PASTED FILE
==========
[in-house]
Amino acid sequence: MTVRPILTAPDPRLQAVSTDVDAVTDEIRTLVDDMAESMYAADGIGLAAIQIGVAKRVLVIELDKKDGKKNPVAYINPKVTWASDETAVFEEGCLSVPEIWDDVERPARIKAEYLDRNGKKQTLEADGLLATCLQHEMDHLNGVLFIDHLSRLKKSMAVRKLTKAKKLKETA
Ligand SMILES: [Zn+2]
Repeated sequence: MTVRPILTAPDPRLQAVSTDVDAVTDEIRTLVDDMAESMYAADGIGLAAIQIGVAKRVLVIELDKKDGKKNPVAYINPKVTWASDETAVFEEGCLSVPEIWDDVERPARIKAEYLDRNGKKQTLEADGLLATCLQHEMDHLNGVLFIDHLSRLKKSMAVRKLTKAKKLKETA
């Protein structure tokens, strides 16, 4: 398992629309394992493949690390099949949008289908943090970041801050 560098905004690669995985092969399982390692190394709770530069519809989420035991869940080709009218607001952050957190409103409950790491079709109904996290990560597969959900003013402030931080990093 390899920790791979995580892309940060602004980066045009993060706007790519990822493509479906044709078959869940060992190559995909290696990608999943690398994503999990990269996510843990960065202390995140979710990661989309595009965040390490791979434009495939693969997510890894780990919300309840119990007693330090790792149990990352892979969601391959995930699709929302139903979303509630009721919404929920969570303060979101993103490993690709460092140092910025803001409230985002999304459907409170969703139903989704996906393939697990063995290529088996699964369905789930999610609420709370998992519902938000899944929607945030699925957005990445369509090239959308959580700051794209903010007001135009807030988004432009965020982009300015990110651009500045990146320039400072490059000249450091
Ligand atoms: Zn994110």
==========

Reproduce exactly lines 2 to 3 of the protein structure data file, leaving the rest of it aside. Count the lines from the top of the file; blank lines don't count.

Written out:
Amino acid sequence: MTVRPILTAPDPRLQAVSTDVDAVTDEIRTLVDDMAESMYAADGIGLAAIQIGVAKRVLVIELDKKDGKKNPVAYINPKVTWASDETAVFEEGCLSVPEIWDDVERPARIKAEYLDRNGKKQTLEADGLLATCLQHEMDHLNGVLFIDHLSRLKKSMAVRKLTKAKKLKETA
Ligand SMILES: [Zn+2]